Elf Power
(Copyright © 1999 Piero Scaruffi | Legal restrictions - Termini d'uso )

Vainly Clutching At Phantom Limbs , 5/10
When The Red King Comes , 6/10
A Dream In Sound , 6.5/10
The Winter is Coming , 6/10
Creatures , 5/10
Nothing's Going To Happen , 4/10
Walking With The Beggar Boys (2004) , 4/10
Back To The Web (2006), 4/10
In A Cave (2008) , 4/10
Elf Power (2010), 4/10

Elf Power (based in Georgia) is a band, member of the fabled "Elephant 6" collective (Apples In Stereo, Olivia Tremor Control, Neutral Milk Hotel) that plays psychedelic-pop replete with infectious refrains and oddly baroque arrangements. A non-trivial factor in this case is the vocalist, South Carolina native Andrew Rieger. Keyboardist Laura Carter is no less creative as an arranger. They met at the University of Georgia at Athens.

The band debuted with the album Vainly Clutching At Phantom Limbs (1994, Arena Rock, 2000) and the EP Winter Hawk (1995) and a naive folk-pop sound inspired by fairy-tales.
Tracks: Pioneer Mansion, Temporary Arm, All Your Experiments, Finally Free, Drug Store, Loverboy's Demise, Slither Hither, Circular Malevolence, When The Serpents Approach, Sugrey, Vainly Cluthching At Phantom Limbs, Arachnid Dungeon Attack, Grand Intrustion Call, Monster Surprise, Heroes And Insects, Winter Hawk, Exalited Exit Wound.

When The Red King Comes (Arena Rock, 1997) was their first major statement, albeit still a tentative one.
Tracks: Step Through The Portal, Into The Everlasting Time, Frightened Singers, Secret Ocean, Arrow Flies Close, Icy Hands Will Never Melt Away, When The Red King Comes, Separating Fault, Spectators, Introducing Cosmic Space, Bengal Parade, Needles In The Camel's Eye, Silver Lake, It's Been A Million Years.

A Dream In Sound (Arena Rock, 1999) is fundamentally a bubblegum album: cheesy pop for brainless people. Nonetheless, it is the elegance and the decorum that still makes it unique even within that garbage can. Elf Power are almost delirious in the way they rehash stereotypes with such a sense of self-awareness. Despite the superficial impression, it is also their most complex and varied album, ranging from the catchy Rising And Falling In A Little World and Will My Feet Still Carry Me Home to the childish sing-along High Atop The Silver Branches, from the serenade Jane to the dreamy We Dream In Sound, from the instrumental Carnival to folk-rock ballads.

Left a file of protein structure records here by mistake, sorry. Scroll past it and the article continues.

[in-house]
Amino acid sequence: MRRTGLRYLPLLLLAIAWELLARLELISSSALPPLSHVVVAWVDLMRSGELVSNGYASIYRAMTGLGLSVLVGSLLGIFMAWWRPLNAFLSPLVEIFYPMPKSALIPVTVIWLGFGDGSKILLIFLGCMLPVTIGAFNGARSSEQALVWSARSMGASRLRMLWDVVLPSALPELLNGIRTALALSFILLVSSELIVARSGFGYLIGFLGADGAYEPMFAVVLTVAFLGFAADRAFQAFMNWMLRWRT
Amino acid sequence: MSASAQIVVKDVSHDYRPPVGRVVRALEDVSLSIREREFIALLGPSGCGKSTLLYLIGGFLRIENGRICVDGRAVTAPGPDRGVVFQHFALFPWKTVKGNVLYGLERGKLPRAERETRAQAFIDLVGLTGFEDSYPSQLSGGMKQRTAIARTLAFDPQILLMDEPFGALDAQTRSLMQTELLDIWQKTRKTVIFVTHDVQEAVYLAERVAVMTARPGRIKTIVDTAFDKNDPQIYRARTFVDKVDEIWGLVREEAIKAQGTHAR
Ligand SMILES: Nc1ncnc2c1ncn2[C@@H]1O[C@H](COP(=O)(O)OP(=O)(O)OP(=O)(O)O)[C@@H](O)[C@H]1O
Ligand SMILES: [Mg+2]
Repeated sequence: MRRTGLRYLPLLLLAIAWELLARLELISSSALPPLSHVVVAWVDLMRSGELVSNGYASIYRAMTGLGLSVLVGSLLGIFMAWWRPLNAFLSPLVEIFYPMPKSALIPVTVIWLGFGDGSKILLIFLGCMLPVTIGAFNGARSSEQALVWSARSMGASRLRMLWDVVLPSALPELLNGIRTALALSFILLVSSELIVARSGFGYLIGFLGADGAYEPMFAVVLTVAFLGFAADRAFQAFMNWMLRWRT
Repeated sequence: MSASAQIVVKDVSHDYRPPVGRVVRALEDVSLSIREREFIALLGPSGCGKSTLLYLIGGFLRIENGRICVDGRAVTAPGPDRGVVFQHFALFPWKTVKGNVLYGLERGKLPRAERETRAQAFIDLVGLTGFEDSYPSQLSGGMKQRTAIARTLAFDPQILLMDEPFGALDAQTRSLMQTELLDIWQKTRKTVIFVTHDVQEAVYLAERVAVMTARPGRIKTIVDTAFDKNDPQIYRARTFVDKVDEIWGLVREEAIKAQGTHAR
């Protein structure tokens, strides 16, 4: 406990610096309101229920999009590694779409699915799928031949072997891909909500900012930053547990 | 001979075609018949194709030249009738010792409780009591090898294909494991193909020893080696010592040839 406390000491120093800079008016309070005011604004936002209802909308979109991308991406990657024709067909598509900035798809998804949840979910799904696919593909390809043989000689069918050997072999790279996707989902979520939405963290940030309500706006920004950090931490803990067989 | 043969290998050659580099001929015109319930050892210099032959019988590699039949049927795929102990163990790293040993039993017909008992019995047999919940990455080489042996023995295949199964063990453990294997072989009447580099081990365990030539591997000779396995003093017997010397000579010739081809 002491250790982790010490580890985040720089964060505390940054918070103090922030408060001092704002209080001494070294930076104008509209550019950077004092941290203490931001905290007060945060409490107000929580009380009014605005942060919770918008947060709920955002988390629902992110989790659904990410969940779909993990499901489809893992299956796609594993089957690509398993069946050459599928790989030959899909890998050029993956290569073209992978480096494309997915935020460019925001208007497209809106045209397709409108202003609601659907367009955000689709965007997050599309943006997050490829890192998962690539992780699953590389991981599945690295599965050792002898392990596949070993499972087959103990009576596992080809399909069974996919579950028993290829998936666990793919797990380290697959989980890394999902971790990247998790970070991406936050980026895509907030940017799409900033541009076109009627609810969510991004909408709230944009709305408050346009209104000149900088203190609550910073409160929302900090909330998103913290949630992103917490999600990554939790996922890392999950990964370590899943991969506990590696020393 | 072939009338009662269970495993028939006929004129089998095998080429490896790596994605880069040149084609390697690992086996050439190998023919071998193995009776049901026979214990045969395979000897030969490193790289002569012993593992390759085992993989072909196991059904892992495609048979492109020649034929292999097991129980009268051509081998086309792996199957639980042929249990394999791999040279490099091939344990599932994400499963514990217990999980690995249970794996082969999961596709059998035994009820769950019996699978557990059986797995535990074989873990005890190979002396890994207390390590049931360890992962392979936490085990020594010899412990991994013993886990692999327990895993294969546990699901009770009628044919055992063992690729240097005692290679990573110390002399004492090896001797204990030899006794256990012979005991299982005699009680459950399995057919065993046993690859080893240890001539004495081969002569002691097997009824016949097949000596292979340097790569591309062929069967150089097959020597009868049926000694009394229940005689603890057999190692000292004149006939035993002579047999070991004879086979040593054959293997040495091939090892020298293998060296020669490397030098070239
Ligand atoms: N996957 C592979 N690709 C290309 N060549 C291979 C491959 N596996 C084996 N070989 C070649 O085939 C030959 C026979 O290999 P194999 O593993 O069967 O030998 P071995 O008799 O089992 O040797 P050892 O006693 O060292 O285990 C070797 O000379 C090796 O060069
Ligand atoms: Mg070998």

The Winter is Coming (Arena Rock, 2000), their most ambitious work yet, redefined their glossy psych-pop sound with less Phil Spector's wall of sound and more bizarre instrumental sketches. The influence of county fairs (Winter Is Coming) carnivals, and musichall skits (Naughty Villain) now prevailed over the Beach Boys and the Beatles. Embrace The Crimson Tide opens the album with collective pow-wow rhythm, guitar reverb (reminiscent of Hendrix's Third Stone From The Sun) and a quasi-symphonic coda. Skeleton returns to their straightforward power-pop ripped by heavy fuzztones. Experiments abound, from the exotic trance of Wings Of Light to the rhythmic frenzy of Leopard's Teeth, but nothing is revolutionary. The closing Albatross is even a power ballad propelled by a massive heavy riff.

I am sure it is involuntary, but Creatures (SpinART, 2002) sounds like the Residents circa 1979 when they were making parodies of pop music (Rieger's out-of-tune singing, the eccentric keyboard arrangements, the blatantly cliched rhythms). There are few surprises (a slightly more aggressive Everlasting Scream, the ghostly Palace Of The Flames), and the catchier songs (Let the Serpent Sleep, Visions of the Sea, are as original as a hamburger.

Nothing's Going To Happen (Orange Twin, 2002) is a collection of covers.

Walking With The Beggar Boys (Orange Twin, 2004) is as empty as a Beatles record without the arrangements (stereotyped dejavu melodies and lots of attitude). The joke is funny for just about two minutes (Never Believe). The Cracks is the only track that makes an effort to sound interesting.

Even less funny was the pseudo-exotic Back To The Web (Rykodisc, 2006), that often sounded like an album from the British folk revival of the 1960s (The Spider And The Fly, Peel Back The Moon Beware, All The World Is Waiting).

The songs on In A Cave (2008) tried to be more corporeal but turned out to be faceless, and serving as Vic Chesnutt's backing band on his Dark Developments (2008) only highlighted the flaws of their own albums.

Elf Power (2010) is just too plain to justify its existence.

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